Manila, Philippines – The number of areas under Signal No. 1 rose to two dozen on Thursday morning, September 13, as Typhoon Ompong (Mangkhut) slowed down over the Philippine Sea.
In a bulletin issued 11 am on Thursday, the Philippine Atmospheric, Geophysical, and Astronomical Services Administration (PAGASA) said Ompong is already 725 kilometers east of Virac, Catanduanes, moving west at a slower 20 kilometers per hour (km/h) from the previous 30 km/h.
The typhoon continues to have maximum winds of 205 km/h and gustiness of up to 255 km/h.
Signal No. 1 is now raised in:
- Cagayan including Babuyan Group of Islands
- Mountain Province
- Nueva Vizcaya
- Nueva Ecija
- Quezon including Polillo Island
- Camarines Norte
- Camarines Sur
- Burias and Ticao islands
- Northern Samar
Those areas under Signal No. 1 are in the regions of Cagayan Valley, the Cordillera Administrative Region (CAR), Central Luzon, Calabarzon, Bicol, and Eastern Visayas. Occasional rains with gusty winds are expected.
PAGASA warned there may be heavy to intense rain, storm surges in coastal areas, and very strong winds in Cagayan Valley and CAR beginning Friday, September 14, and in Northern Luzon on Saturday, September 15.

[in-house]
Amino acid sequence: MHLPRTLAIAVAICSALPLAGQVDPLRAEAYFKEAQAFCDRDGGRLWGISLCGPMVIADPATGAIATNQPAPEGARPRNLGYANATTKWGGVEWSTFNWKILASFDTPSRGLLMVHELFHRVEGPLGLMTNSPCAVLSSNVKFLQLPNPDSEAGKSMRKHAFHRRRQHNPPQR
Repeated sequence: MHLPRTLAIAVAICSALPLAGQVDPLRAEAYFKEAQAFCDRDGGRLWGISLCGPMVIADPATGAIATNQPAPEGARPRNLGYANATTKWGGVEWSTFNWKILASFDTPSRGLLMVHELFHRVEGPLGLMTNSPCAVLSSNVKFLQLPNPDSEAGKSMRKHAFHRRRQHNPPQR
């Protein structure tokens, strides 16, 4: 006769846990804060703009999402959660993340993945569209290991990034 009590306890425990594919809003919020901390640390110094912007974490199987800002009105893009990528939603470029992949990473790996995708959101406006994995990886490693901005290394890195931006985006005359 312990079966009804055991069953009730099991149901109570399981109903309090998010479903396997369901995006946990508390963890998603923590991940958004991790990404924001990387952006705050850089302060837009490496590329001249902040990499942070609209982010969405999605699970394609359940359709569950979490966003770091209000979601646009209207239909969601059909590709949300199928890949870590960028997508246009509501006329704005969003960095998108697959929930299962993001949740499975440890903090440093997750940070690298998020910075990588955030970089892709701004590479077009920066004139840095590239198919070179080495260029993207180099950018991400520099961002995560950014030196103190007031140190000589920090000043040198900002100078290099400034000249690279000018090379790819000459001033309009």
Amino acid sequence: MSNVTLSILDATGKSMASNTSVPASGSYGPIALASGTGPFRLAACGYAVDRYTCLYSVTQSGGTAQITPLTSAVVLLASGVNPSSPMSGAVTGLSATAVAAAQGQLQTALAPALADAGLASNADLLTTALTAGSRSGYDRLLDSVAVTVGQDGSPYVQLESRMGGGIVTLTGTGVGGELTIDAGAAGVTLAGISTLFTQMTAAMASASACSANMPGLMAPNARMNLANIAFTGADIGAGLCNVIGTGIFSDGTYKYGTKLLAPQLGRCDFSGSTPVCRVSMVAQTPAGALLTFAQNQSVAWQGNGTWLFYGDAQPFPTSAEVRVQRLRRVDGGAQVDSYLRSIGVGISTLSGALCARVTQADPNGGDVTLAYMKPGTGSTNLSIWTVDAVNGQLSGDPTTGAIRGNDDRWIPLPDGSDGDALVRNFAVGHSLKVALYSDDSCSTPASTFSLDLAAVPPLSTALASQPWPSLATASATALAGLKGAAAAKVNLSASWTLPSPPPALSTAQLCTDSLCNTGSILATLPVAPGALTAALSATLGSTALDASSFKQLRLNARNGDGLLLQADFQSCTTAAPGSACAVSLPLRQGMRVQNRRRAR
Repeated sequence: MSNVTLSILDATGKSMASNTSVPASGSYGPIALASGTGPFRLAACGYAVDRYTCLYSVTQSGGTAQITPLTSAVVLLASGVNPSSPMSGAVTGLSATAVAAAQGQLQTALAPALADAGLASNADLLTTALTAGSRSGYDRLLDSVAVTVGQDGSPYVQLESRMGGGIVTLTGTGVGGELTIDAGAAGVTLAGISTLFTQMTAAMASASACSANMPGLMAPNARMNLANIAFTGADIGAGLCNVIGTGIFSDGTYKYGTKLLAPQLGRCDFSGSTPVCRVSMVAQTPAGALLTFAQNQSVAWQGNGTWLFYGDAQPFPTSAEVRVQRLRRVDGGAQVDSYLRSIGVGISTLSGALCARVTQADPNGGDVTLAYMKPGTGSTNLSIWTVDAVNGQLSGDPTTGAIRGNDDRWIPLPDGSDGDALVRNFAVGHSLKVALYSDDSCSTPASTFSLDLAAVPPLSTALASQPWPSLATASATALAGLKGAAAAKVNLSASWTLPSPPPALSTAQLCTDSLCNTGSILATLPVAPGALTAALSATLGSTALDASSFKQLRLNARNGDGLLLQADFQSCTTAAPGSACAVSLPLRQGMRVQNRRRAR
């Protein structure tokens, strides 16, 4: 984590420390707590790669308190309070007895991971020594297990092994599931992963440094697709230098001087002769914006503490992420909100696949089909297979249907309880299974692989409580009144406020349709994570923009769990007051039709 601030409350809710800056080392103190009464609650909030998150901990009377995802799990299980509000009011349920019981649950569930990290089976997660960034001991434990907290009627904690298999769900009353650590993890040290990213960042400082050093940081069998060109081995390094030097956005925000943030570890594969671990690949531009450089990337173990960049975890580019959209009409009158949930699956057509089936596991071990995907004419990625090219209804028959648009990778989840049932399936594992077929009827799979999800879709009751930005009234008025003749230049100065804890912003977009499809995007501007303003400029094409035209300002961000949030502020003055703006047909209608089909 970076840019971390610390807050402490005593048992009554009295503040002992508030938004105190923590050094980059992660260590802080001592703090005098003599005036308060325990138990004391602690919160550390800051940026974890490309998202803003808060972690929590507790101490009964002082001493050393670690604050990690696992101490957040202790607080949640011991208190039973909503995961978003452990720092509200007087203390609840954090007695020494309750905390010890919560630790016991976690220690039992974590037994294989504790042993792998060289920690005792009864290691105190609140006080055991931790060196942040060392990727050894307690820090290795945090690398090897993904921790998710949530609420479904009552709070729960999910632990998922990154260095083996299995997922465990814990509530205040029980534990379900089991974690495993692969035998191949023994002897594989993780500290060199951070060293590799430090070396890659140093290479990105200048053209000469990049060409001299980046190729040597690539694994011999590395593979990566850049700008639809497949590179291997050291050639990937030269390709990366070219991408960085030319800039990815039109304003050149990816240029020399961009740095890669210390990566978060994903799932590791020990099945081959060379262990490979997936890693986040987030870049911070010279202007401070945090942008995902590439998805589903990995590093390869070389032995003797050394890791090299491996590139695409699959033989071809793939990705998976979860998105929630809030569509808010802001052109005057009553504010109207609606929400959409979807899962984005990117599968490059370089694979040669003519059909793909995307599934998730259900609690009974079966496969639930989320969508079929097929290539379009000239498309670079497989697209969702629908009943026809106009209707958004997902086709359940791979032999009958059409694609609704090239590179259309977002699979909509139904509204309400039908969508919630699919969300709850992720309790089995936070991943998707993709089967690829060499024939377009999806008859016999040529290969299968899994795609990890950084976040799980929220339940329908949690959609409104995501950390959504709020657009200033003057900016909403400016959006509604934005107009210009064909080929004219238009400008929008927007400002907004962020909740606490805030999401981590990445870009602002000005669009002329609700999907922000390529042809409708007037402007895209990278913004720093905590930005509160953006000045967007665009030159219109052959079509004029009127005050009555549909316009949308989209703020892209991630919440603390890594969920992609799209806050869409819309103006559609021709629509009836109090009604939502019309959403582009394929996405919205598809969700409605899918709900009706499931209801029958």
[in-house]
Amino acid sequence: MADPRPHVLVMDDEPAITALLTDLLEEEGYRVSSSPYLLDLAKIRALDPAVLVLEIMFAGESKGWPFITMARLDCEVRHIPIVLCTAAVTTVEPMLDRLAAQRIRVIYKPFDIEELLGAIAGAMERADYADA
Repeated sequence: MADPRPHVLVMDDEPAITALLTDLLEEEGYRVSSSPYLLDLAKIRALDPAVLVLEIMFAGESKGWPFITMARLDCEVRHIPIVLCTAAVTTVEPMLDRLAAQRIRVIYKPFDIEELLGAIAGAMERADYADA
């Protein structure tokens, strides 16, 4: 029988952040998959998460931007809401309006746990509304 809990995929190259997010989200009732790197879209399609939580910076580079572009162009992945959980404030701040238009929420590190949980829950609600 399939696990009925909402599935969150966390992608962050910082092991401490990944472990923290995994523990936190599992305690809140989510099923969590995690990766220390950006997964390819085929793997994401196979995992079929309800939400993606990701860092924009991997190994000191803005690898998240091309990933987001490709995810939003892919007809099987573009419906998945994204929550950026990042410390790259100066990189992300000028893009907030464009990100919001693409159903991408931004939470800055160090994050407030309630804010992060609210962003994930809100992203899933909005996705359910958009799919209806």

Ompong might make landfall in the northern tip of Cagayan on Saturday morning.
Fishermen and others with small sea vessels are advised not to venture out into the seaboards of areas under Signal No. 1, the northern seaboard of Northern Luzon, and the eastern seaboards of the Visayas and Mindanao.
Class suspensions have already been announced for the rest of the week.
The typhoon is also enhancing the southwest monsoon or hanging habagat. The enhanced southwest monsoon could trigger moderate to heavy rain in the following areas:
- Friday – Palawan, Zamboanga Peninsula, Visayas, Metro Manila
- Saturday – Palawan, Zamboanga Peninsula, Western Visayas, Metro Manila
Residents of areas affected by the southwest monsoon should be on alert for flash floods and landslides, too.
Local government units, the Armed Forces of the Philippines, the Philippine National Police, and the Philippine Coast Guard were placed on alert to respond to the typhoon.
Ompong is the Philippines’ 15th tropical cyclone for 2018. The country usually gets an average of 20 tropical cyclones per year.
PAGASA declared the start of the rainy season last June 8.